Putin to attend G-20 summit amid moves to oust Russia from group

Tria Dianti
Putin to attend G-20 summit amid moves to oust Russia from group Russian President Vladimir Putin sits in front of a screen displaying Chinese President Xi Jinping as he attends a G-20 summit via a video link at his residence outside Moscow, Oct. 31, 2021.
[Sputnik via Reuters]

President Vladimir Putin plans to attend the G-20 summit in Bali in October, Russia’s ambassador to Indonesia said Wednesday, amid reports of attempts by Western governments to oust Moscow from the group over its invasion of Ukraine.

Beijing meanwhile backed Moscow on the matter, with a foreign ministry spokesman saying that no member of the Group of Twenty leading economies had the right to strip another of its membership.

Putin’s attendance at the G-20 summit in Bali would “depend on many things, including the COVID situation that is getting better,” Russian Ambassador Lyudmila Vorobieva said.

“So far, his intention is, he wants to come [to the G-20 summit],” she told a news conference in Jakarta, when asked about the prospect of Russia being booted from the group.

The envoy acknowledged that many international organizations “are trying to expel” Russia, including the World Trade Organization (WTO), and said the West’s reaction to its invasion of Ukraine was “disproportionate.”  

Vorobieva said the G-20 was not the right platform to discuss the conflict in Ukraine.

“The expulsion of Russia from this kind of economic forum will not help economic problems to be resolved. On the contrary, without Russia, it would be difficult to do so,” she said.

“We really hope that the Indonesian government will not give in to … pressure that is being applied not only to Indonesia but also so many countries in the world by the West,” she added. 

Ukraine earlier this month urged Indonesia, this year’s president of the G-20, to include discussions on the invasion during the upcoming summit in Bali.

But Teuku Faizasyah, spokesman for Indonesia’s Ministry of Foreign Affairs, said that Indonesia’s stance was “that the G-20 forum should focus on global economic issues.”

“The G-20 was formed as a premier forum for economic issues,” he told BenarNews last week.

Vorobieva’s made her remarks a day after the top U.S. national security official indicated that Washington would lead an effort to put pressure on Russia to be excluded from international forums over its invasion of Ukraine.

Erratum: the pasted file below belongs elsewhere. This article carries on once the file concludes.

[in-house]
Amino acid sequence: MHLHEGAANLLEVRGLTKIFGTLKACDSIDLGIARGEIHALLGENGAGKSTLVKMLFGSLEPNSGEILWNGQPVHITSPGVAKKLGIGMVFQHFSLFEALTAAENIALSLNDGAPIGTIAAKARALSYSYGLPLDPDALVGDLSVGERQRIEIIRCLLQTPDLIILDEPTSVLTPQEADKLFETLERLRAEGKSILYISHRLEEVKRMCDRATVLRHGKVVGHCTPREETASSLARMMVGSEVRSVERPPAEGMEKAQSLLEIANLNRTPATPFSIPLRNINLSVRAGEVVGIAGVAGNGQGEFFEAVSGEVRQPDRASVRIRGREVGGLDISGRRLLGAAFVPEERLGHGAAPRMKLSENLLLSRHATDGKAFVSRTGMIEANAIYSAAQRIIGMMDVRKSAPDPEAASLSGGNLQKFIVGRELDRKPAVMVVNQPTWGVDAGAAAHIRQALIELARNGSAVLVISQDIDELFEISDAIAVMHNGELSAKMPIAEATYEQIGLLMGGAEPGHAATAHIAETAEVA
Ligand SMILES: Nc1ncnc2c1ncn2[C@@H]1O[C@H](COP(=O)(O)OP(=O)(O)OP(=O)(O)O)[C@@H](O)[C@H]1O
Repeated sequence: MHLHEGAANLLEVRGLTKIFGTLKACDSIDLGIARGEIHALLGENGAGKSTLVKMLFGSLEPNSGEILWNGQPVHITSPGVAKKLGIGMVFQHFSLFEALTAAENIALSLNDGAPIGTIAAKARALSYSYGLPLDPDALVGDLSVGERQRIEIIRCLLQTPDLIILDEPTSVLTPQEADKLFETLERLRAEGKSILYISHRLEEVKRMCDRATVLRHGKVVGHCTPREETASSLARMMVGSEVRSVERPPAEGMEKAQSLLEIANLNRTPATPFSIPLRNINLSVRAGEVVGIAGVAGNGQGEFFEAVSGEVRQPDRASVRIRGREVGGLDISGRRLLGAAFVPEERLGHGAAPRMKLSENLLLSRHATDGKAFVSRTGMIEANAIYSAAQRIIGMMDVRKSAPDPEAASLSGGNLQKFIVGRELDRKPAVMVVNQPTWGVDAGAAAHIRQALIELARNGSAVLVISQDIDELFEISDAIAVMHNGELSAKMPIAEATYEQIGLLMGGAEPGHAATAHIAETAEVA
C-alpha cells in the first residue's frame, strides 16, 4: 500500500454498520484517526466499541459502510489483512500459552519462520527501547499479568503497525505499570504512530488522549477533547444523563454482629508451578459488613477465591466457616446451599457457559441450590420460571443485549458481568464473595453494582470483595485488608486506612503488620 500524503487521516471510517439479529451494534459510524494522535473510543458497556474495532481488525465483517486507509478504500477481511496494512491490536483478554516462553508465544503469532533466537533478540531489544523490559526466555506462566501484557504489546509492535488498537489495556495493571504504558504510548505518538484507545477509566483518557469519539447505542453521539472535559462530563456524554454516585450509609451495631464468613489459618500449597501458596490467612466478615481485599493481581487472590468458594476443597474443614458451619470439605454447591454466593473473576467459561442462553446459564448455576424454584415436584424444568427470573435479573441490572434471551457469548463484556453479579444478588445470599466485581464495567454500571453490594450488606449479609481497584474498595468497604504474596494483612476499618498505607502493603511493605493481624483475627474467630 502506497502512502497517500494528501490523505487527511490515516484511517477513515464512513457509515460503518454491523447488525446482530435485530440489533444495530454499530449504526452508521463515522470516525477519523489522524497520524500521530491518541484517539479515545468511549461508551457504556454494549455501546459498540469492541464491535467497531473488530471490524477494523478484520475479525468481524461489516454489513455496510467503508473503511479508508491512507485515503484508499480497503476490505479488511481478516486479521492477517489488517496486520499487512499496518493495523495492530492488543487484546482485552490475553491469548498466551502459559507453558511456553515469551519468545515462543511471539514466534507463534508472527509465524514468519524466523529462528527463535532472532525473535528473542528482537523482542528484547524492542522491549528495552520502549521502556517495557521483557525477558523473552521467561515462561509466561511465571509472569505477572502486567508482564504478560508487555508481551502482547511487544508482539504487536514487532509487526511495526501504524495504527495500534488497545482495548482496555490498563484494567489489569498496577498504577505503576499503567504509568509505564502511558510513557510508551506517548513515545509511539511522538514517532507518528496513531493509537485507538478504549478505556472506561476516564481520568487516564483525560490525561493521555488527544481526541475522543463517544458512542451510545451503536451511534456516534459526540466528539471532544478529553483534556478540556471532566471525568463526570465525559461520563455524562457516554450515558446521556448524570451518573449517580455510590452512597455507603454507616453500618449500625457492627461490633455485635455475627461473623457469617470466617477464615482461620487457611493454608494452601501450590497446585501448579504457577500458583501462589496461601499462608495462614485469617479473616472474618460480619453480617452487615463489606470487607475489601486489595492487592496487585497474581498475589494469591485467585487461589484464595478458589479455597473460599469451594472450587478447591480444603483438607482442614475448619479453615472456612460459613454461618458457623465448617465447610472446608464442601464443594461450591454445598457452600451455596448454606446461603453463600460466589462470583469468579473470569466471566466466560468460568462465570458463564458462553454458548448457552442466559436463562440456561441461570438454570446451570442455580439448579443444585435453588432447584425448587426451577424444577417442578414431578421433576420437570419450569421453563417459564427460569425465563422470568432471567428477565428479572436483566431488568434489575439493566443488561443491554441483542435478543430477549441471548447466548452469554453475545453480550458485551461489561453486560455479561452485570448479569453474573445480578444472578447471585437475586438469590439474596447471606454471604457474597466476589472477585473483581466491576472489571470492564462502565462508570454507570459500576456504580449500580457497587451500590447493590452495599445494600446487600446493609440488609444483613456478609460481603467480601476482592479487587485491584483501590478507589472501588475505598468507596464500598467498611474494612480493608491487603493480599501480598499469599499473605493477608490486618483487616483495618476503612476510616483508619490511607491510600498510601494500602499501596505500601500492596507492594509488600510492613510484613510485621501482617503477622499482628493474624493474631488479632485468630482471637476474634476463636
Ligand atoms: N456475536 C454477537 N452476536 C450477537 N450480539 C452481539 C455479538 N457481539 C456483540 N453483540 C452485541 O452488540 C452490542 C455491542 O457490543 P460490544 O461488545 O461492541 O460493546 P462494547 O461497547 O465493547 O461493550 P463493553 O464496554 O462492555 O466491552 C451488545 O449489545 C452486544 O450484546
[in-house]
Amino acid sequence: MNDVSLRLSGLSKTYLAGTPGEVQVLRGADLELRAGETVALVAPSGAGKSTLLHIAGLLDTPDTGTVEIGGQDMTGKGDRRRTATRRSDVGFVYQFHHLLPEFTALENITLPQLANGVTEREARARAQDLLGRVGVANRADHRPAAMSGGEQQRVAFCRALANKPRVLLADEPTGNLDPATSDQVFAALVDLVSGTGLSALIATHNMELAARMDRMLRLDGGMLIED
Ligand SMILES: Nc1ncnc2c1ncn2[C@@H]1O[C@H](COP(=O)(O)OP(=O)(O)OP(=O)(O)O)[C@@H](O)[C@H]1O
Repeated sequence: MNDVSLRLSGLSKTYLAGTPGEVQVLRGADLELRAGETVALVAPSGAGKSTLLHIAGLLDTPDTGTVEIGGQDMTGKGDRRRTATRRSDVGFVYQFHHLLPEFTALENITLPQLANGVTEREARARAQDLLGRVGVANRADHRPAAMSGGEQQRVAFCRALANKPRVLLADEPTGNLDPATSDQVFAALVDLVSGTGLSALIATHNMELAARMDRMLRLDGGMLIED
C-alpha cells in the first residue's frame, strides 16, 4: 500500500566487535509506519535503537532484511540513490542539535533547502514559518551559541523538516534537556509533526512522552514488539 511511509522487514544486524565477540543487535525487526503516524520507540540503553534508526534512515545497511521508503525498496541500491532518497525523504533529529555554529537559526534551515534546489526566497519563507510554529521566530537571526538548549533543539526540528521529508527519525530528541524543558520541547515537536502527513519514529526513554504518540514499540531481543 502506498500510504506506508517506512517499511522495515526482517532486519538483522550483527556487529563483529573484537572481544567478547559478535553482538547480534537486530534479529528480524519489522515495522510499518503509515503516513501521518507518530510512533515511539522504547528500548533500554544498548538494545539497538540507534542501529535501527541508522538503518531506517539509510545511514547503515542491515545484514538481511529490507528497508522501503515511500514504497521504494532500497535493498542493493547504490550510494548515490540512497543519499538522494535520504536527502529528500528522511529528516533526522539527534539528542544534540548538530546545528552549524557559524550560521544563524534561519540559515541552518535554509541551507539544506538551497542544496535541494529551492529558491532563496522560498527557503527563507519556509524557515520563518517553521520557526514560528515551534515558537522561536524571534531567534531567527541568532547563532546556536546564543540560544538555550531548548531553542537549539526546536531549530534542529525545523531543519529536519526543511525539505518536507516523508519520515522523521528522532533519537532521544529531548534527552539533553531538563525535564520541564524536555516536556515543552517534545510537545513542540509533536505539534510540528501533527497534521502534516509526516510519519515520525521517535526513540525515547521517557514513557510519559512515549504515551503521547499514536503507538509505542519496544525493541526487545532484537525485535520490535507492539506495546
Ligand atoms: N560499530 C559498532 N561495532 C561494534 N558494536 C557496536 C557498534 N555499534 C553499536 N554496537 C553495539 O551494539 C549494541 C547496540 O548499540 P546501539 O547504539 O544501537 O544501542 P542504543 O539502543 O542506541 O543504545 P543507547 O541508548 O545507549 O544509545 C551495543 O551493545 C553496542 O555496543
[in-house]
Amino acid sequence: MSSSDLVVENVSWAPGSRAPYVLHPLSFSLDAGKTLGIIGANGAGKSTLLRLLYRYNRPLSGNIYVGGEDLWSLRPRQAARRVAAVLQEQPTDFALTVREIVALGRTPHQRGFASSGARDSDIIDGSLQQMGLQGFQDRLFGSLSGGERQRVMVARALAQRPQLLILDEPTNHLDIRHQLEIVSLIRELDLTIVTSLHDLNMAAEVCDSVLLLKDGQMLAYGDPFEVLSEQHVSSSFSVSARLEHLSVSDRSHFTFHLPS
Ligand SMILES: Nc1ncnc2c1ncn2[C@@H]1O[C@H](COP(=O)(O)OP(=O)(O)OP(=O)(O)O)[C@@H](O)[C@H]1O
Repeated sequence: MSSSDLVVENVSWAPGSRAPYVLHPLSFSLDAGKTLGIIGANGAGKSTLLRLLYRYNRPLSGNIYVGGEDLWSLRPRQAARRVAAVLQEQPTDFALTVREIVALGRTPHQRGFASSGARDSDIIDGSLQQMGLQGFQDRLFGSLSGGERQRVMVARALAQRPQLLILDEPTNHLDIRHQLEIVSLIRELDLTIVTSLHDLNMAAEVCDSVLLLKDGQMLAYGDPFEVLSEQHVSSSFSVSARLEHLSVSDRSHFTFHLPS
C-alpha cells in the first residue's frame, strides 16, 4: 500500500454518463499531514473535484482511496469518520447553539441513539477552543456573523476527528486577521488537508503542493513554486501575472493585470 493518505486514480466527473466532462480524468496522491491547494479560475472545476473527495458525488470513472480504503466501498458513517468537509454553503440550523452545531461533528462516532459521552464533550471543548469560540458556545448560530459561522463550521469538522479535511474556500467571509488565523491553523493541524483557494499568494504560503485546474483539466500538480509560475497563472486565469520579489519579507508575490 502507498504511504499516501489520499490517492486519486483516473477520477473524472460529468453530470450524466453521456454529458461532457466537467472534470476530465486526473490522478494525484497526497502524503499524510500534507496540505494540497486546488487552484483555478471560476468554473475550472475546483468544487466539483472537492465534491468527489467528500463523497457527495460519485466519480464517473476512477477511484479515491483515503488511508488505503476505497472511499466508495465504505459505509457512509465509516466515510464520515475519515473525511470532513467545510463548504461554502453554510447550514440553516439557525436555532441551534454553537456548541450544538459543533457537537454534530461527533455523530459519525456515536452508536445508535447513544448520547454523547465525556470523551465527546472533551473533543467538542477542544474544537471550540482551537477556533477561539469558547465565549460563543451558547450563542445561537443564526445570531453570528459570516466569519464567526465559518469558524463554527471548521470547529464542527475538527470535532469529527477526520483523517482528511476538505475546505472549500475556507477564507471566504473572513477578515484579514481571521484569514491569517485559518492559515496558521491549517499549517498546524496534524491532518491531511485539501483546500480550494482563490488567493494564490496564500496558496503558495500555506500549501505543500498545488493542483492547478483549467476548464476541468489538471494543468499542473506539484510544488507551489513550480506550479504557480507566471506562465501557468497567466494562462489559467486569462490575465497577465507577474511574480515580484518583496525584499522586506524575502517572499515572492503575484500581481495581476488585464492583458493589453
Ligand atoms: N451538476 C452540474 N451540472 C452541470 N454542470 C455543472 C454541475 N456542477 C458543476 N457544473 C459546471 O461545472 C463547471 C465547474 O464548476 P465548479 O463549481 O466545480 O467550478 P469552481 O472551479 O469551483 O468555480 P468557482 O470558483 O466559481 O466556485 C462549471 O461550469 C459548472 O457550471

“On the question of the G-20, I will just say this: We believe that it cannot be business as usual for Russia in international institutions and in the international community,” National Security Advisor Jake Sullivan said Tuesday.

“As for particular institutions and particular decisions, we’d like to consult with our allies, consult with our partners in those institutions before making any further pronouncements,” he said.

In March 2014, the United States and other powers indefinitely suspended Russia’s membership in the G-8 after Moscow annexed Crimea; In 2017, Russia permanently withdrew from the grouping.

On Wednesday, U.S. President Joe Biden was heading to Brussels to participate in the summits of NATO, the G-7 and the European Union where he plans “to send a powerful message that we are prepared and committed” to Ukraine “for as long as it takes,” Sullivan said.

He also said Biden would consult with NATO on China’s ties to Russia and the question of Beijing’s potential participation in the conflict in Ukraine.

“The administration is worried Beijing will provide economic or military help to Moscow,” Sullivan said.

‘True multilateralism’

China, meanwhile on Wednesday, claimed that Russia could not be kicked out of the G-20.

“The G-20 is the premier forum for international economic cooperation. It brings together major economies in the world, including Russia, which is an important member of the group,” Chinese foreign ministry spokesman Wang Wenbin told reporters.

“No member has the right to strip another member of its membership.  … [The G-20] should practice true multilateralism …”

For its part, Indonesia had voted for a U.N. General Assembly resolution that condemned Moscow’s military strike on Ukraine. But, at the same time, Jakarta has not directly criticized Russia or used the word “invasion.”

After Moscow launched the invasion on Feb. 24, President Joko “Jokowi” Widodo posted on Twitter – without referring to Russia or Ukraine: “Stop the war. War brings misery to mankind and puts the whole world at risk.”

Hikmahanto Juwana, a professor in international law at the University of Indonesia, said Western members of the G-20 may boycott the Bali summit if Putin attends.

“[T]hey definitely don’t want to be there if Russia attends. Australia just said they won’t attend if Russia does,” Hikmahanto told BenarNews.

“The absence of other member countries will undermine Indonesia’s credibility,” he said.

According to Hikmahanto, Russia’s expressed intention to attend the summit was intended to forestall American participation.

“Now Russia is playing chess, making such a statement so that America won’t attend. This spells failure for the G-20,” he said.

Teuku Rezasyah, a lecturer in international relations at Padjadjaran University in Bandung, said Putin should be allowed to attend the summit, even it means risking a boycott.

“Everyone wants to hear what Putin has to say because right now he is the center of global attention,” he said.


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